Last Updated on May 6, 2015, by eNotes Editorial. Word Count: 2556
Since 1960, the Austrian Thomas Bernhard—author of poetry, plays, novels, short prose, autobiographical works, and essays—has become one of the most prolific, controversial, and important contemporary writers in Germany. Since the publication of his first novel, Frost, in 1963, Bernhard has simultaneously fascinated and irritated literary critics and readers in the German-speaking world. He has been awarded virtually every literary prize available to German-language authors, but he has also caused more than his share of literary scandals and attracted sharp criticism, usually because of a perceived monomaniacal preoccupation with disease and death in his works as well as the fact that he is highly irreverent and recognizes no sacred cows, sparing no one and nothing from his hyperbolic tirades. His style and the frequently acclaimed power of his prose to provoke, challenge, unsettle, and move his readers in profound ways have elicited comparisons with Heinrich von Kleist, Georg Büchner, Franz Kafka, and Samuel Beckett.
In spite of his widely recognized significance as a writer in the German-speaking realm and increasingly in other parts of Continental Europe, his reputation in the Anglo-American sphere has been slower to develop. The English-language translations of two earlier novels (Gargoyles and The Lime Works, which appeared in 1970 and 1973 respectively) failed to arouse much critical interest and rather quickly went out of print. His extraordinary novel from 1975, however, translated as Correction in 1979, is now available in paperback and has generated substantial critical acclaim in English. Concrete (published in Germany in 1982 as Beton), the novel under discussion here, has also attracted a number of favorable reviews. A further indication of Bernhard’s growing stature in the English-speaking realm is the announcement of the publication in English translation of his five-part autobiography and an additional prose work, Wittgenstein’s Neffe: Eine Freundschaft in 1985.
Like Kafka’s, and those of numerous other great artists, Bernhard’s works offer almost endless variations on certain key themes: in this case, isolation, misanthropy, strained familial relationships, psychological impotence, illness, decay, death, and suicide, but also art and the intellect and the power of the creative urge. All of these themes are present in Concrete as well.
Rudolf (spelled Rudolph in some editions), the protagonist and first-person narrator, has suffered from a lung disease for some time and is consequently preoccupied with his medicines, his physical limitations, and his general lack of strength. He is also acutely aware of his own mortality and anticipates, with both fear and an ounce of ambivalence, his (imminent?) death. Some time earlier, Rudolf had withdrawn from society, trading Vienna for a semi-abandoned and an isolated country estate in Upper Austria that had belonged to his parents, now dead. He fled the city in part on account of his health, in part because of his increasing misanthropy and sense that the city he once found exciting no longer had anything to offer him, and in part, he claims repeatedly, in order to be alone and able to concentrate on and finally begin to write his “definitive” study of Mendelssohn Bartholdy, for which he has been doing research for more than ten years.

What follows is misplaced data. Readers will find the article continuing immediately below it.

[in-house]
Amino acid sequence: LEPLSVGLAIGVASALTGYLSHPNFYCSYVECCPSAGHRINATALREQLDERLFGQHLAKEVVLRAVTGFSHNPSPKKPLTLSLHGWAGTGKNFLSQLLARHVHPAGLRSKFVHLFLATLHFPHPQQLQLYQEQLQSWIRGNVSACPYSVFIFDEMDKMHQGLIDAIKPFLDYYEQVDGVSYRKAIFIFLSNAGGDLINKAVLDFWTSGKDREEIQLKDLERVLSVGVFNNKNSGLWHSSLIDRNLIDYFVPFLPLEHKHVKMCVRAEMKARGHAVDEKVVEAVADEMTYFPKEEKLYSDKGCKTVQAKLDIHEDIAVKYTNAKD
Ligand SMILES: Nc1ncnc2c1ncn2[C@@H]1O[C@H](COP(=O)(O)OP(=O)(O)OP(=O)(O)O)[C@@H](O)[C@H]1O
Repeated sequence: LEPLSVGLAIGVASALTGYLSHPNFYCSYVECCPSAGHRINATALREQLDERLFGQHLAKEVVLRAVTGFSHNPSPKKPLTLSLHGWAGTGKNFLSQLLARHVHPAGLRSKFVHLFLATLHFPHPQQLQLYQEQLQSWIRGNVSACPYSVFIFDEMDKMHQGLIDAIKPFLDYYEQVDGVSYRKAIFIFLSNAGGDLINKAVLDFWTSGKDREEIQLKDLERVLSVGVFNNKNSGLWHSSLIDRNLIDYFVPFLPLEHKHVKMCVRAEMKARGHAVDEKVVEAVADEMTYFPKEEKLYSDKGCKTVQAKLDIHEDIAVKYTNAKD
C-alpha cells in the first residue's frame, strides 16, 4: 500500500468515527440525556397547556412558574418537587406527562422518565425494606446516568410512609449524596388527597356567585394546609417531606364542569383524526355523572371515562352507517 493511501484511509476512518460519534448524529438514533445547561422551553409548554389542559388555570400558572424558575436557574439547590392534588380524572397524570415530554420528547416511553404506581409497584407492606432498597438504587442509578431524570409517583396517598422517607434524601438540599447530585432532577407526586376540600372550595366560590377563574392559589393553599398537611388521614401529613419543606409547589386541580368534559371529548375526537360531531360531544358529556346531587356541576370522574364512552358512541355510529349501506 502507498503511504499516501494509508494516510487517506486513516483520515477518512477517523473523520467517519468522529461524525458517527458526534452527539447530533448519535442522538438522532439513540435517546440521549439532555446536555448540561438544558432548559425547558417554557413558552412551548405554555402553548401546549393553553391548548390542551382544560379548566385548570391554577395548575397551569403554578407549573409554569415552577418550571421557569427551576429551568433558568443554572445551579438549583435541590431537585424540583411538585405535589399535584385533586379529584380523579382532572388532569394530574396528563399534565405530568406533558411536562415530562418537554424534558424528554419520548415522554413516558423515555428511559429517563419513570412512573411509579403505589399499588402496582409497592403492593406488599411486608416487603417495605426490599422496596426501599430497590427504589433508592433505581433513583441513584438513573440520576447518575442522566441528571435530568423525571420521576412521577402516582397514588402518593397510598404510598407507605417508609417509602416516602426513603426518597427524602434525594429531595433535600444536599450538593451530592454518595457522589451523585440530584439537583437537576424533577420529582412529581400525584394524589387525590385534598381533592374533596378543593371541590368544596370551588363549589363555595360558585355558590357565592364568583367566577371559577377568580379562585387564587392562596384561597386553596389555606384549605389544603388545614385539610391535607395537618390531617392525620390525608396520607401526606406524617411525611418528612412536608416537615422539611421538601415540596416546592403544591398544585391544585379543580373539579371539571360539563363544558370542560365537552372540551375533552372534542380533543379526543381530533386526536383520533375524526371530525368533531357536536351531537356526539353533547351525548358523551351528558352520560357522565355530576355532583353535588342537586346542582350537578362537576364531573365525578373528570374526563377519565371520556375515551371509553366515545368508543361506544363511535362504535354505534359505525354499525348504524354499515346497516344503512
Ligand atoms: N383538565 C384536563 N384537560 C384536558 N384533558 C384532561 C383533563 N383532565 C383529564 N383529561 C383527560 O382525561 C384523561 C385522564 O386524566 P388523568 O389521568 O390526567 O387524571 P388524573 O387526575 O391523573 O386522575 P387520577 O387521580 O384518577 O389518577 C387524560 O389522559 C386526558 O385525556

Rudolf is clearly unusual, even strange, and is an outsider. In many respects, he is a typical Bernhard protagonist, reminiscent of Strauch in Frost, Konrad in The Lime Works, or the nameless narrator-protagonist in Der Untergeher (1983). Backed with sufficient personal wealth (all inherited), he has been able to pursue an idiosyncratic life-style of travel, study, and directionless philosophizing, totally free of the burden (?) of work. Rudolf is an autodidact, a self-made intellectual who is both musicologist and philosopher, but one who has never had to produce any tangible results of his musings, thinking, and research. Free of the necessity to be a part of it, Rudolf has always stood outside of society, even of the intellectual or academic community with which he should have the most in common. By both circumstance and disposition, then, he has been able to isolate himself, seeking company only when the isolation is too much for even him to bear. This isolation, however, intended to benefit his writing, proves insufficient to bring about the desired result; even when he is far from the distractions of society, something is always not quite right, and interruptions, both real and imagined, hinder him in all attempts to put the first words on paper. Rudolf, it is apparent, has become virtually immobilized not only by his physical illness but also by a broad ambivalence, pondering and being pulled back and forth between the extremes of practically every question or topic he considers.
Perhaps the major hindrance to his concentration, and thus to writing the study, is Rudolf’s older sister. She is a very capable and accomplished property developer who lives in Vienna, a person of society, action, and activity whom Rudolf both despises and admires. He resents and rejects her on practically all accounts, many of them principled, but he is also tied to her by jealousy and emotional dependence. As the book opens, Rudolf’s sister has recently left the country estate after a lengthy visit; nevertheless, in spite of his resolution and expectation that he can begin writing as soon as she departs, her residual presence is enough to block that beginning even further.